Ever since 2009 to 2013, when cooling measures were introduced to curb the surge in housing prices, the housing market has become dull and unexciting. Price levels have been declining for multiple years. More significantly, from 2015 to 2016, inflationary pressures for housing have been in the negative zone.

Deflation for 2015 and 2016 was 3.5 per cent and 4.1 per cent respectively. Nonetheless, this deflationary pressure will not last indefinitely as the bulk of our wealth is still pegged to our homes. Therefore, we are expecting housing price inflation to be along the 10-year average for all-inflation at 2.4 per cent.

What this means is that we can expect a house that cost $400,000 today to be about $902,000 by 2050, 2.3 times the amount today.

Graphic: Dollars and Sense

Exhibit 4: Housing prices have been weak in the last few years

Source: Singstat: Graphic: Dollars and Sense

Education: A long-term pain

Unlike housing prices, education inflationary pressures have less correlation with Singapore's economic growth. This comes with our "Lifelong Learning" motto that we have adopted for Singapore. Inflation, on average, remains stubbornly at about 3 per cent since the mid-90s.

Using NUS' undergraduate tuition fees for AY06/17, the average 4-year fees would be at about $33,720 (excluding courses like dentistry, medicine, law and music).

With 3.3 per cent education inflation rate per annum, we are looking at fees of $102,000 from today, an increase of 3 times from today.

Graphic: Dollars and Sense

Exhibit 5: Education inflation stubbornly remains high

Source: Singstat: Graphic: Dollars and Sense

The simple conclusion here is that the amount of money that we will need for basic cost areas such as food, shelter and education would become a lot higher in the future. Hence, we need to save and invest today so that we can prepare ourselves financially for the future.

The rhetoric of earning a keep and just saving up does work well for the baby boomers because they live in an era where wages actually do keep up with inflation. However, we are living in a new world today where wages remains relatively flat while costs continue rising mercilessly.

6 items S'poreans who want to save money shouldn't buy in S'pore

  • Many people think it's too "leceh" to drive across the Causeway to buy groceries. But it's probably because they don't know exactly how much money you can save by buying your food and toiletries in Johor Bahru.
  • A few years ago, you could save about 30 per cent on your groceries by buying in JB.
  • Now that the Malaysian Ringgit is lower than ever vis a vis the Singapore dollar, you can save much more, in many cases up to 50 per cent.
  • Unless you're talking about those awful assessment books for kids at Popular Bookstore, most books in Singapore have to be imported.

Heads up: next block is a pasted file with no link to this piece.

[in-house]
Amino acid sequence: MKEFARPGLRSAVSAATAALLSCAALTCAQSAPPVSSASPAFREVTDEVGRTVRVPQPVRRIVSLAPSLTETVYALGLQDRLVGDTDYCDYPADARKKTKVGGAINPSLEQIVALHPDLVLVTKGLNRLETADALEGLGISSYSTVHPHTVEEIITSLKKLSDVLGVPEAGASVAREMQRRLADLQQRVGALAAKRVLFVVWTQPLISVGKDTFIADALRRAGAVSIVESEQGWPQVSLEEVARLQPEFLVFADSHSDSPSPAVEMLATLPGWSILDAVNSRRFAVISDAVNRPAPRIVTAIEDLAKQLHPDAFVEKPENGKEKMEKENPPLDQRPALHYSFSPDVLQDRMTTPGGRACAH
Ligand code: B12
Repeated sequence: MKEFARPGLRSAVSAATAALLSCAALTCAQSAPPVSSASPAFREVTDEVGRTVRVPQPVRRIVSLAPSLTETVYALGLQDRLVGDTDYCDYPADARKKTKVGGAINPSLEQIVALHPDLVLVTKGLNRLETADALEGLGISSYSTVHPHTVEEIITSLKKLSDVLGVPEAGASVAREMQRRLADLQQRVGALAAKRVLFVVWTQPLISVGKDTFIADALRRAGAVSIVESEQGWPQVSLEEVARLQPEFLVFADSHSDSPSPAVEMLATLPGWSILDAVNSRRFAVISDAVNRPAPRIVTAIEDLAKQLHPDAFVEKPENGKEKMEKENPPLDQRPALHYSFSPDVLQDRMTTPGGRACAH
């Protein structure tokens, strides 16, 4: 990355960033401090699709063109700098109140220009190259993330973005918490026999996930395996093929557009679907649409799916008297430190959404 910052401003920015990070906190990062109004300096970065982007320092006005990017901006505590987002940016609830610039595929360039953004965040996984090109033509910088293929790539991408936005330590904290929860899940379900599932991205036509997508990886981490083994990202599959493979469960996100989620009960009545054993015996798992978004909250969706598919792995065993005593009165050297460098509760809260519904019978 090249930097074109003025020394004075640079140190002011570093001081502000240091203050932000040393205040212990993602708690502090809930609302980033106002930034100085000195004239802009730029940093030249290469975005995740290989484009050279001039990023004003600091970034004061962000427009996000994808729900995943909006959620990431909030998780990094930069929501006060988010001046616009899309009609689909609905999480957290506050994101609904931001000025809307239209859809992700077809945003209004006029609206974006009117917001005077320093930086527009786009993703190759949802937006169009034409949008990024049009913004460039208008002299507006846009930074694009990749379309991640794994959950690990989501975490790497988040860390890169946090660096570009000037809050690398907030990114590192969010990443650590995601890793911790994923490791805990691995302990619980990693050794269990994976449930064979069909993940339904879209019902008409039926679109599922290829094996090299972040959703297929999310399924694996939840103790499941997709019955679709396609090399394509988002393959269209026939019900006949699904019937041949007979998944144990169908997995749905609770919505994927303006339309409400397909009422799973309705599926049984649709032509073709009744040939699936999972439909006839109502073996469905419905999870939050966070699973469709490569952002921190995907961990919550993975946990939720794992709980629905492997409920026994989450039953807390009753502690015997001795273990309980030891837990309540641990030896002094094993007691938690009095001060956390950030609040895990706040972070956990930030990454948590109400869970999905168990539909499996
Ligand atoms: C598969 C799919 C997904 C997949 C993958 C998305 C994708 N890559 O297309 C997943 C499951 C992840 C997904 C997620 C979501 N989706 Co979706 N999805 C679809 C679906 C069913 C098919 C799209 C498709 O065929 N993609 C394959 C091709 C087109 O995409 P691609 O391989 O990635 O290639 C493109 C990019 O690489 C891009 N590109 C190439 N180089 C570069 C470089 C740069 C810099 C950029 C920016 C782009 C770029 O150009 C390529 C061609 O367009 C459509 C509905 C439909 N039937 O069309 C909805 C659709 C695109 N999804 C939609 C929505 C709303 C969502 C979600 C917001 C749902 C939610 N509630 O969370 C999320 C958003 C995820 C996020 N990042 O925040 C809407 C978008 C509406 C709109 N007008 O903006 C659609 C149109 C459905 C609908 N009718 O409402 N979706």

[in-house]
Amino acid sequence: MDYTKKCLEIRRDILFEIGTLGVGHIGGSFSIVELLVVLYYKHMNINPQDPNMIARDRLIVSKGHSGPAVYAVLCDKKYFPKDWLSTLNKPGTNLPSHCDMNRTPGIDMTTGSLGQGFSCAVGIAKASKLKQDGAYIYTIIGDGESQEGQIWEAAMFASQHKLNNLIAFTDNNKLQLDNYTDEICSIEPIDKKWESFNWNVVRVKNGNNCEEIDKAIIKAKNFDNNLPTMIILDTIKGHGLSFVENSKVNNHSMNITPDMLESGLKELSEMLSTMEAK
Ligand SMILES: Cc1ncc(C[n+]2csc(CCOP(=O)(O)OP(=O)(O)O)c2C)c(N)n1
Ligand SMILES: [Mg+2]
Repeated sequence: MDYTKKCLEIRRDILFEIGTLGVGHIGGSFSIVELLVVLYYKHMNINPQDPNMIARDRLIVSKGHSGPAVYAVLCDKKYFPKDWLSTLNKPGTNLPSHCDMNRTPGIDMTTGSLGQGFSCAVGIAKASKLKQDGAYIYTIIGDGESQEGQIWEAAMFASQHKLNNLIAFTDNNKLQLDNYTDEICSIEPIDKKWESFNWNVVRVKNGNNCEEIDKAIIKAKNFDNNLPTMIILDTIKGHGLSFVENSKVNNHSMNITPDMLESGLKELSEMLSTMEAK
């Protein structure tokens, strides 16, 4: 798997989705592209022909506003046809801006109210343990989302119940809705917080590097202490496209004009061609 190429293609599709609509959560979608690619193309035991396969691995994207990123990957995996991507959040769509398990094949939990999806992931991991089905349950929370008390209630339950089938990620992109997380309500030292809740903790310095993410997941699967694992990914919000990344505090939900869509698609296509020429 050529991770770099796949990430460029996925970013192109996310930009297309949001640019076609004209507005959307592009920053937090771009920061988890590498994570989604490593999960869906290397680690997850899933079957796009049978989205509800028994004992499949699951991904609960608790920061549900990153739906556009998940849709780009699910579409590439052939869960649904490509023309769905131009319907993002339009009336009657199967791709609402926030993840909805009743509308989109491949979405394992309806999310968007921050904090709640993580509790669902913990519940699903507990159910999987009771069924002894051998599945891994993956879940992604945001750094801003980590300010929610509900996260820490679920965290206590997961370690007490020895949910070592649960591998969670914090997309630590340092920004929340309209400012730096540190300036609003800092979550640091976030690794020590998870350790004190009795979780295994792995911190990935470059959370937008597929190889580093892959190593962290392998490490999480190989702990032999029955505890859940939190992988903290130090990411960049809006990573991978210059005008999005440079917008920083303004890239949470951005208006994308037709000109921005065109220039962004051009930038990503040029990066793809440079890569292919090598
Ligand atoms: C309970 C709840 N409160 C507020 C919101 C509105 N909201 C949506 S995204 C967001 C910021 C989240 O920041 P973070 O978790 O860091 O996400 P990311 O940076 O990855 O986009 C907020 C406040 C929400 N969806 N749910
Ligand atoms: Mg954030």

• And they're not cheap-you can usually expect to pay about $15 to $20 for a paperback novel.
  • If you are ordering a fairly large shipment and don't mind second hand items, consider buying your books from Amazon's second hand section and then shipping them back using a service like Borderlinx or vPost.
  • For some reason, vitamins and dietary supplements are super expensive in Singapore. If you've ever walked into GNC, the prices are enough to give you a stroke.
  • If you're happy go buy all your furniture from Ikea, more power to you. But if you're the house-proud type who's willing to spend thousands of dollars on a sofa, consider buying your furniture and homeware in Bali or Thailand.
  • It's not just owning a car that's expensive in Singapore. It's also darned difficult to get your car serviced without being ripped off-many mechanics here are more concerned about getting you to replace parts than actually fixing your vehicle's problems.
  • If you know where to go, car and bike servicing in Malaysia can cost almost half the price. Although there are hundreds of popular recommendations, it's best to go with a friend who's familiar with a workshop in JB to be safe.
  • If you work in the sort of place where you actually have to show up looking decent, adding a few crisp tailored shirts or a slick suit to your wardrobe can make you look a bit more presentable.
  • But tailors in Singapore are expensive-you can usually expect to pay at least $1,000 for decent tailored suit.
  • Some people prefer Hoi An in Vietnam or even Shanghai, but Bangkok is the cheapest and easiest place to fly to and the destination Singaporeans are the most familiar with. is a website that provides bite-sized and relevant articles to help Singaporeans make better financial decisions.

Purchase this article for republication.